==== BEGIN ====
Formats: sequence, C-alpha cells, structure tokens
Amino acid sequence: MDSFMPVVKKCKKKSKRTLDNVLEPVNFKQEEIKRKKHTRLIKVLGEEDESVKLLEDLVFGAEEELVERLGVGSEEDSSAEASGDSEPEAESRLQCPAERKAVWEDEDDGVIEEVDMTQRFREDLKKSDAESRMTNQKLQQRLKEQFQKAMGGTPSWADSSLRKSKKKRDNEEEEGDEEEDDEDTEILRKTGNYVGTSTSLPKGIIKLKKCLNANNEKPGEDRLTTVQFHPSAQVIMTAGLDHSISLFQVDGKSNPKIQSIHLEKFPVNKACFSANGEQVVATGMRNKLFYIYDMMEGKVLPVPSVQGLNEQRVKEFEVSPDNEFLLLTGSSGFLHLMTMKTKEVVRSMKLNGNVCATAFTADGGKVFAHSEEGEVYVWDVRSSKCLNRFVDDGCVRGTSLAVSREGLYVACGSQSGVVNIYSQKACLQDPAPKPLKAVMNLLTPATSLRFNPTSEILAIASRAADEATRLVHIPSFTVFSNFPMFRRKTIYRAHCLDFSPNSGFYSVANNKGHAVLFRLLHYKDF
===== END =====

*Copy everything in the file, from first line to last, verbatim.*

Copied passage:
Formats: sequence, C-alpha cells, structure tokens
Amino acid sequence: MDSFMPVVKKCKKKSKRTLDNVLEPVNFKQEEIKRKKHTRLIKVLGEEDESVKLLEDLVFGAEEELVERLGVGSEEDSSAEASGDSEPEAESRLQCPAERKAVWEDEDDGVIEEVDMTQRFREDLKKSDAESRMTNQKLQQRLKEQFQKAMGGTPSWADSSLRKSKKKRDNEEEEGDEEEDDEDTEILRKTGNYVGTSTSLPKGIIKLKKCLNANNEKPGEDRLTTVQFHPSAQVIMTAGLDHSISLFQVDGKSNPKIQSIHLEKFPVNKACFSANGEQVVATGMRNKLFYIYDMMEGKVLPVPSVQGLNEQRVKEFEVSPDNEFLLLTGSSGFLHLMTMKTKEVVRSMKLNGNVCATAFTADGGKVFAHSEEGEVYVWDVRSSKCLNRFVDDGCVRGTSLAVSREGLYVACGSQSGVVNIYSQKACLQDPAPKPLKAVMNLLTPATSLRFNPTSEILAIASRAADEATRLVHIPSFTVFSNFPMFRRKTIYRAHCLDFSPNSGFYSVANNKGHAVLFRLLHYKDF